Online events in summer semester 2020
The situation was new for everyone. So in order to make sure that the events could take place each Wednesday at 6:00 pm, despite the restrictions on physical contact, a lot of ideas were tried out. The Culture Cafe team had to be especially creative at the beginning of the lockdown phase. Nobody had experience with online events and there was a lot of experimenting: the team tried Facebook Live and Twitch, then HAW Hamburg made Zoom available as its online platform. After that the Culture Cafe took place via Zoom.
Stories from around the world
On three of the Zoom evenings the focus was on the stories of students from around the world. The participants came from Mauritius, Yemen and Vietnam. Many of the other students knew nothing about these three countries and took the opportunity to ask questions: ‘What do people eat there?’, ‘What music is in the charts?’ or ‘What are some of the traditions?’
Chiti and Neil were able to answer all these questions about Mauritius. The gorgeous pictures of the beaches in their country were a particular hit with those listening, but after Neil – who was in Mauritius at the time – went out to get a papaya from his garden, it was all about the food.
When Yemen was the focus of the evening, the listeners were fascinated more by the wedding traditions and Walid’s and Doaa’s stories. ‘Up to 2,000 guests can show up at a wedding,’ Walid explained. At such a big wedding, it’s easy to lose track of what’s going on. Walid and his family once even ended up at the wedding of people they didn’t know – and only realised it after they had already been there for a few hours.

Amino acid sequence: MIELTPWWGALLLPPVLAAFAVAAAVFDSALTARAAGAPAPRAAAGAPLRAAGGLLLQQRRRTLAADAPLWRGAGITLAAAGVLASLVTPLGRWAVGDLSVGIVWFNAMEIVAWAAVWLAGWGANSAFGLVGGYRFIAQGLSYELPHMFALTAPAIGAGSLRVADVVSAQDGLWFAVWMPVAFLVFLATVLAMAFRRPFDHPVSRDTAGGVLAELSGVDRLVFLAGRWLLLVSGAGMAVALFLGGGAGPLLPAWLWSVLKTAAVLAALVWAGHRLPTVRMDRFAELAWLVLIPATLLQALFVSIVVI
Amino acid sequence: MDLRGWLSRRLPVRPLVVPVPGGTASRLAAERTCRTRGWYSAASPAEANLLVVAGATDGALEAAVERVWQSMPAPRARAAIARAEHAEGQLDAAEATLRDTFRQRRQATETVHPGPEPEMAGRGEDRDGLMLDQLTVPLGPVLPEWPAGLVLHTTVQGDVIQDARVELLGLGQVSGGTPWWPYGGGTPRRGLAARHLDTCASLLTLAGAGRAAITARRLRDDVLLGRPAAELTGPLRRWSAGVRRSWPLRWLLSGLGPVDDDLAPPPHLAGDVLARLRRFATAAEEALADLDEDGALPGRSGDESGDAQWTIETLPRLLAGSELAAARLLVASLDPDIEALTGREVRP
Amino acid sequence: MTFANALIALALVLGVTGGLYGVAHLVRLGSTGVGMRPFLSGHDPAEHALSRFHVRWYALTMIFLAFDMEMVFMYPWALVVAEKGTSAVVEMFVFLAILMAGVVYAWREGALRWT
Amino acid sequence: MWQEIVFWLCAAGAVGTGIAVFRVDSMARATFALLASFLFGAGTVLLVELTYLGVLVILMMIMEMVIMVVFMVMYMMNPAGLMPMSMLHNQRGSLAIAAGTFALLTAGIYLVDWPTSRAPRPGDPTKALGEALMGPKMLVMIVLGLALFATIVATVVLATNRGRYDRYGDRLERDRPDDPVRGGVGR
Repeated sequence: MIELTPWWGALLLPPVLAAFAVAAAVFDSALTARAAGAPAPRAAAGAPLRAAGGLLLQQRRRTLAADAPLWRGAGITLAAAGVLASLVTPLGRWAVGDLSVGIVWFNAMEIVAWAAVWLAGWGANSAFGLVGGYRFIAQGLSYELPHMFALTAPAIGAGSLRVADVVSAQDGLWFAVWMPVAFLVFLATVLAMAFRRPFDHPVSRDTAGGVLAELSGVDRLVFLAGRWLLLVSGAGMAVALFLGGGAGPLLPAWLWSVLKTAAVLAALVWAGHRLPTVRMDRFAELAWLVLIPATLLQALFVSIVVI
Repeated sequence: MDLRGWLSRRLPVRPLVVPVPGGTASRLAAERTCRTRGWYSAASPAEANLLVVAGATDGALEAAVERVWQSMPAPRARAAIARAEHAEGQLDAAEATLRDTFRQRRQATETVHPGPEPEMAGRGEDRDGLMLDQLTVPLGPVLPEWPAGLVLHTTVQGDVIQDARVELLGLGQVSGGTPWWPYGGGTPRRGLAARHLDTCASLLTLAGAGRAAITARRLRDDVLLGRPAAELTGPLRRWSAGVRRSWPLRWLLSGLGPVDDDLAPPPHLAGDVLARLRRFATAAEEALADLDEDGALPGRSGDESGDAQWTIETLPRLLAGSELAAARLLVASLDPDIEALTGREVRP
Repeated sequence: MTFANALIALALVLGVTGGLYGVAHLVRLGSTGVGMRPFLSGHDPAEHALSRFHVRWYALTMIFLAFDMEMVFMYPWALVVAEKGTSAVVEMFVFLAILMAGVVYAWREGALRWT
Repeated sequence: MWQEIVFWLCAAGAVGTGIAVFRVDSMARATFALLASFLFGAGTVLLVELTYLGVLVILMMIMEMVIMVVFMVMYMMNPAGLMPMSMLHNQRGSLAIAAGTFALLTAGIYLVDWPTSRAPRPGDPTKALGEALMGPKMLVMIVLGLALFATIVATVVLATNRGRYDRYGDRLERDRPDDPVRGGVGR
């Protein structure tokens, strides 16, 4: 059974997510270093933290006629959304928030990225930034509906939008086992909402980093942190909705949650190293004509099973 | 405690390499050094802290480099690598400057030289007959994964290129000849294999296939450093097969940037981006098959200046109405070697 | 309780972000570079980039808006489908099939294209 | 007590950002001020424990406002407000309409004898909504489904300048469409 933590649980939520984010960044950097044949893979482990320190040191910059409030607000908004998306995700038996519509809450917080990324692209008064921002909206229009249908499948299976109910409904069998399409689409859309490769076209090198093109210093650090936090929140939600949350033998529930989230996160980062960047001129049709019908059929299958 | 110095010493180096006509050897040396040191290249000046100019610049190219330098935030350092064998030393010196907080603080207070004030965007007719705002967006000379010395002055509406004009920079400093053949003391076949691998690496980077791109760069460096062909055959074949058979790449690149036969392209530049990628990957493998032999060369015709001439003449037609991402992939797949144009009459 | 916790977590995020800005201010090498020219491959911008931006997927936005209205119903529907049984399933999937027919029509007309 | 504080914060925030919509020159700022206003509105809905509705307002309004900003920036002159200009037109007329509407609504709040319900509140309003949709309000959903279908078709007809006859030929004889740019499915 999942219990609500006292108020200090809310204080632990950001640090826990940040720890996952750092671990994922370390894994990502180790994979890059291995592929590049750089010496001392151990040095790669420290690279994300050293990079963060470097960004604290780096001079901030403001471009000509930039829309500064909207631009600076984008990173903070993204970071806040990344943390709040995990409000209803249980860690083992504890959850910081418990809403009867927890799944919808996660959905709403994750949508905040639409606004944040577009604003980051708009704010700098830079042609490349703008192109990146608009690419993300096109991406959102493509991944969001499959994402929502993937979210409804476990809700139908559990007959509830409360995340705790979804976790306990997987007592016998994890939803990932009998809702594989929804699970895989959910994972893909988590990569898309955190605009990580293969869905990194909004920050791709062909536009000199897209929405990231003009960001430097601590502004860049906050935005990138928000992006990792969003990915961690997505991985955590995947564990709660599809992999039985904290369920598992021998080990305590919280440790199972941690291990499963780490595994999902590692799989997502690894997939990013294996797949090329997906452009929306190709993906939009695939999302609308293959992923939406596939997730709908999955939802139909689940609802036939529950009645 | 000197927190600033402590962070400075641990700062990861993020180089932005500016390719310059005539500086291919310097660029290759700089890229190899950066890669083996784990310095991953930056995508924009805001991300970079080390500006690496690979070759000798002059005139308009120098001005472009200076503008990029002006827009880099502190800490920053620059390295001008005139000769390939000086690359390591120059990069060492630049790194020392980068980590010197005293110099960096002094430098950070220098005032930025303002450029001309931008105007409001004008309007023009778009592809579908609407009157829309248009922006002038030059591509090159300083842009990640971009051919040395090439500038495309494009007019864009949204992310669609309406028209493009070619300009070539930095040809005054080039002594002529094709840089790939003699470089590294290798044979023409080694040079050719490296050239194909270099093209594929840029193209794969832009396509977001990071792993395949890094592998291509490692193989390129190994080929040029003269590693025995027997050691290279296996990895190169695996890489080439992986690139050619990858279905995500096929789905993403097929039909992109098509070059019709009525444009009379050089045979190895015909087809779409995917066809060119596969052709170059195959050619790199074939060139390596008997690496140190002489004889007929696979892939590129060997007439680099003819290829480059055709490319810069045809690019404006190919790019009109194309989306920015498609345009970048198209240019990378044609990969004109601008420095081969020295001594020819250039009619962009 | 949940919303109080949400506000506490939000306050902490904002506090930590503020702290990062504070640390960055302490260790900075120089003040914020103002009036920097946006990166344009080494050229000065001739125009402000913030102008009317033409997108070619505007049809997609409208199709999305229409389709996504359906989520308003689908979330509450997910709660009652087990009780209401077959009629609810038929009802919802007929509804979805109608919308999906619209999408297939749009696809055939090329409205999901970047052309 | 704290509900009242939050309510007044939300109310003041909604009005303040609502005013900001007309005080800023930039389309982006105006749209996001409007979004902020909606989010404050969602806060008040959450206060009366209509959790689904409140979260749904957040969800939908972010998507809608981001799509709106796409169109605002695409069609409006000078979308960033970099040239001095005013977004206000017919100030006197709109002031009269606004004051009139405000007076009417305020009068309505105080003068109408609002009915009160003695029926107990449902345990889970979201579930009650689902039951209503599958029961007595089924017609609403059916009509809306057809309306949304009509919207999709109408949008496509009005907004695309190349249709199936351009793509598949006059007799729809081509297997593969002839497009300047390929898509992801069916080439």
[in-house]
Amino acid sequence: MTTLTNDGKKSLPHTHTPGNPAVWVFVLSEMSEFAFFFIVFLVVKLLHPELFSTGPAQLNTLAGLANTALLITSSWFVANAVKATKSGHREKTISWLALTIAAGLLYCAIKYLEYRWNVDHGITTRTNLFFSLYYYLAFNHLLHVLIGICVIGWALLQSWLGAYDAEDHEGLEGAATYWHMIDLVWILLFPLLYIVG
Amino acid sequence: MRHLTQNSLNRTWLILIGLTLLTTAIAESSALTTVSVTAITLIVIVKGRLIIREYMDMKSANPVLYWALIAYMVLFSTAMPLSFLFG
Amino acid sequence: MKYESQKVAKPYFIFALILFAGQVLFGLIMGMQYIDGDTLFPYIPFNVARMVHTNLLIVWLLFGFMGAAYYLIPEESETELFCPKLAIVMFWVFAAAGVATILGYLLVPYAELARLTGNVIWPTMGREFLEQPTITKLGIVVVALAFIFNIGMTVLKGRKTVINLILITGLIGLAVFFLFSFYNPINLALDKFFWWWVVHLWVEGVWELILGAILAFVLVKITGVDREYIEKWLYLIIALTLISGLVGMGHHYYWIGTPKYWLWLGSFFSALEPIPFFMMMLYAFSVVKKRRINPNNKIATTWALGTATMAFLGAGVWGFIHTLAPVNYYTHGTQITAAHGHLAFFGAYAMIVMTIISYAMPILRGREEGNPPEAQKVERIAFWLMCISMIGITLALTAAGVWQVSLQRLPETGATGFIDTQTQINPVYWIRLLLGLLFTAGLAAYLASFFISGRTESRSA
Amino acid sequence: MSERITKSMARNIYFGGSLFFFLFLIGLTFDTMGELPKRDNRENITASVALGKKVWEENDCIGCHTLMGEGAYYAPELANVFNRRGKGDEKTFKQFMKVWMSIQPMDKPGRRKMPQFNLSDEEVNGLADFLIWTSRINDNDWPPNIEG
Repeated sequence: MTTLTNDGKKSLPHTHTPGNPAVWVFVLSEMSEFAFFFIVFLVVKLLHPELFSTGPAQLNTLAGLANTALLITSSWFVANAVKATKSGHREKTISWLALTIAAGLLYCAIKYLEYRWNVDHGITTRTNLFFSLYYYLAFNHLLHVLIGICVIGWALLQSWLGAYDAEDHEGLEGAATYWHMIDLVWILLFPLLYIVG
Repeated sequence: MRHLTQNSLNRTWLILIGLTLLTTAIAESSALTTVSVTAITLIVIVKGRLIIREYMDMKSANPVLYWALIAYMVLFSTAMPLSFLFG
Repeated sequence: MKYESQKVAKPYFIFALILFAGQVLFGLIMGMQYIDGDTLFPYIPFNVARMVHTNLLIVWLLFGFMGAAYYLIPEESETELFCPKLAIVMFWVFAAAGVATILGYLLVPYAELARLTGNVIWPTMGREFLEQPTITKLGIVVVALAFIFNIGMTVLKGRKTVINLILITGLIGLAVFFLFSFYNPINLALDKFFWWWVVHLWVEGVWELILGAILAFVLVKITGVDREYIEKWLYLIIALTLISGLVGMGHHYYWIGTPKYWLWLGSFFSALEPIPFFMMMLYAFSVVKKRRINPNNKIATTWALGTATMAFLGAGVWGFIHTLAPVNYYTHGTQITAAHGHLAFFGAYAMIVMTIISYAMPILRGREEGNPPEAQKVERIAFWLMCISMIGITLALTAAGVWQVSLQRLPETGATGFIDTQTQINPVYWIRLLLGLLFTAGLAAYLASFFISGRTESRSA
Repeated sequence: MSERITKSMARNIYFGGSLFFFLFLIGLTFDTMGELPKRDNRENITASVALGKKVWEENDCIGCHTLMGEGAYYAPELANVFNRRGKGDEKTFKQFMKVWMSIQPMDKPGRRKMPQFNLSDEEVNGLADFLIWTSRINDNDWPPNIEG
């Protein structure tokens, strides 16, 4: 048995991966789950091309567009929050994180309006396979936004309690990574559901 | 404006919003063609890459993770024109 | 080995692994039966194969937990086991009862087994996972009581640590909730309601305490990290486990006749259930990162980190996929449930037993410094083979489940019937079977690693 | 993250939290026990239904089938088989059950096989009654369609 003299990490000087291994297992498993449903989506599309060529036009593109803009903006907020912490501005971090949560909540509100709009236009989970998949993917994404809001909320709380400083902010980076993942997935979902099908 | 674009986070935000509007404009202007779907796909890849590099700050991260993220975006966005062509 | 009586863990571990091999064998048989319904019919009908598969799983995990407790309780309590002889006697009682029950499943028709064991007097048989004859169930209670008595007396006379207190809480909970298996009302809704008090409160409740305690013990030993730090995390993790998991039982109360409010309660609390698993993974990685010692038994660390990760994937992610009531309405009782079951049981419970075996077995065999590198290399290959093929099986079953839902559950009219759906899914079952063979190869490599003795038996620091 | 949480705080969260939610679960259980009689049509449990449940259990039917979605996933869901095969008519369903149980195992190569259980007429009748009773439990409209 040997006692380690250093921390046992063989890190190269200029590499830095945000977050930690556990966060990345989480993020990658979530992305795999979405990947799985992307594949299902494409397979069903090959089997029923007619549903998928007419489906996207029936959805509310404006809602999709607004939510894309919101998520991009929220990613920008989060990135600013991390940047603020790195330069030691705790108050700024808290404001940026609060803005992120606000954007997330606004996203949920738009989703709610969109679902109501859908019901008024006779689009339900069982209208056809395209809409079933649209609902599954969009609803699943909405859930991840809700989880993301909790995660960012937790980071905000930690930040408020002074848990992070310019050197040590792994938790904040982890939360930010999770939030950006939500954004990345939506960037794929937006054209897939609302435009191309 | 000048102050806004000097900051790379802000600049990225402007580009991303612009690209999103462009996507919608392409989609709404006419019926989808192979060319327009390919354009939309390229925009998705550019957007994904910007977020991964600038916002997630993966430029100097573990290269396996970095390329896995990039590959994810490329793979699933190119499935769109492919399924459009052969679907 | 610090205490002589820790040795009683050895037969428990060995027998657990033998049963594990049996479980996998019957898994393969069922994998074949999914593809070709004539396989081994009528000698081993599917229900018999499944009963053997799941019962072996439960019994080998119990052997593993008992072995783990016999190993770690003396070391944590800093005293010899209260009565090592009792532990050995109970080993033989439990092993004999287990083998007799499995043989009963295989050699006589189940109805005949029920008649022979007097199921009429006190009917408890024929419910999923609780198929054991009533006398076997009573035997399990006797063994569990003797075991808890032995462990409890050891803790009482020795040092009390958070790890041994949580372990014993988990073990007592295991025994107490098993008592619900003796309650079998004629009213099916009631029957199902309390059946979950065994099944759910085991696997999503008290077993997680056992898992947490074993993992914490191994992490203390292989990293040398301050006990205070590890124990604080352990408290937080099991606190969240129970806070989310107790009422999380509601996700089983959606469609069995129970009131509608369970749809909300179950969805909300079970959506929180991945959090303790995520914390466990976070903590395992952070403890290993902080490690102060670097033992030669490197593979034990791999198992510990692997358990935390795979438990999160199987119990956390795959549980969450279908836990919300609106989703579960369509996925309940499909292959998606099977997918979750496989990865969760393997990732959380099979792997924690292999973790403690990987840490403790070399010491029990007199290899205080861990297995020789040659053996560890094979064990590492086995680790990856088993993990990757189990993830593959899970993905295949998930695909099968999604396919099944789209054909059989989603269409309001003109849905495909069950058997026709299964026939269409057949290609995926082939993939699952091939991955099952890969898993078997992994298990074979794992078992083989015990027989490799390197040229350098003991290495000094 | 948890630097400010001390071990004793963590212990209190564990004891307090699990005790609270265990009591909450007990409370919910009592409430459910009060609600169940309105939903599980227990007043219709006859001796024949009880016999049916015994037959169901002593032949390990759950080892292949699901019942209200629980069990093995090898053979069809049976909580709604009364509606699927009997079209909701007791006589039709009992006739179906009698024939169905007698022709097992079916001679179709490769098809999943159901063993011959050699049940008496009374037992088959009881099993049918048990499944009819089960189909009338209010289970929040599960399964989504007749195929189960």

Lilli from Vietnam preferred to provide travel recommendations: ‘The beaches in Vietnam are extremely beautiful.’ According to her, everyone who travels to Vietnam should visit the beaches and be sure to try the street food. This food is not only really cheap but also delicious and authentic. A top recommendation was of course the traditional Vietnamese soup ‘pho’.
Being deaf in a noisy world
The Culture Cafe also discussed a language without verbal communication for the first time. Pamela, whose parents are deaf, provided a picture of a quiet world and talked about what it’s like to grow up with parents who can’t hear.
‘Lots of people think it must always be quiet at our place. But if you can’t hear anything, you don’t know how loud you actually are.’ For example, when the dishwasher at Pamela’s is emptied there’s a lot more clattering of the dishes than at other people’s houses.
But what interested the Culture Cafe participants the most was the sign-language alphabet and individual words. Pamela taught those in attendance how to spell their own names in sign language and how to say ‘I love you’: the thumb, index finger and little finger on one hand are held up and spread out, while the middle and ring fingers stay folded down. This ‘rock and roll’ sign means ‘I love you’ and has become accepted internationally in sign language.
Staying active during exams
On 24 June the Culture Cafe took place in person again for the first time, with the necessary physical distancing measures. The participants met for a joint exercise session at the Inselpark in Wilhelmsburg.
They played volleyball, tested punching techniques from the martial art ju-jitsu and tried some acrobatics. ‘How do you do that?’ was probably the question asked most on this evening. Regardless of whether people were working on their volleyball serve or trying to go from standing into a bridge, everyone’s personal limits were tested and there was also lots of chatting in between.
On the last evening of the Culture Cafe for summer semester 2020, everyone headed to the beach at Falkensteinufer. While still maintaining physical distance, everyone met in Blankenese and enjoyed the weather and the company. The evening was extra special because there had been barely any in-person get-togethers for the whole semester.
Relaxing together, having a drink and dipping their feet in the water – for several attendees this had been a rarity in the previous months. This meant the Culture Cafe participants and the tutors were even happier to finally really meet one another.
Despite all the difficulties, summer semester 2020 went well for the Culture Cafe. We’re looking forward to welcoming everyone who will be taking part next semester – hopefully in person at Stiftstraße 69.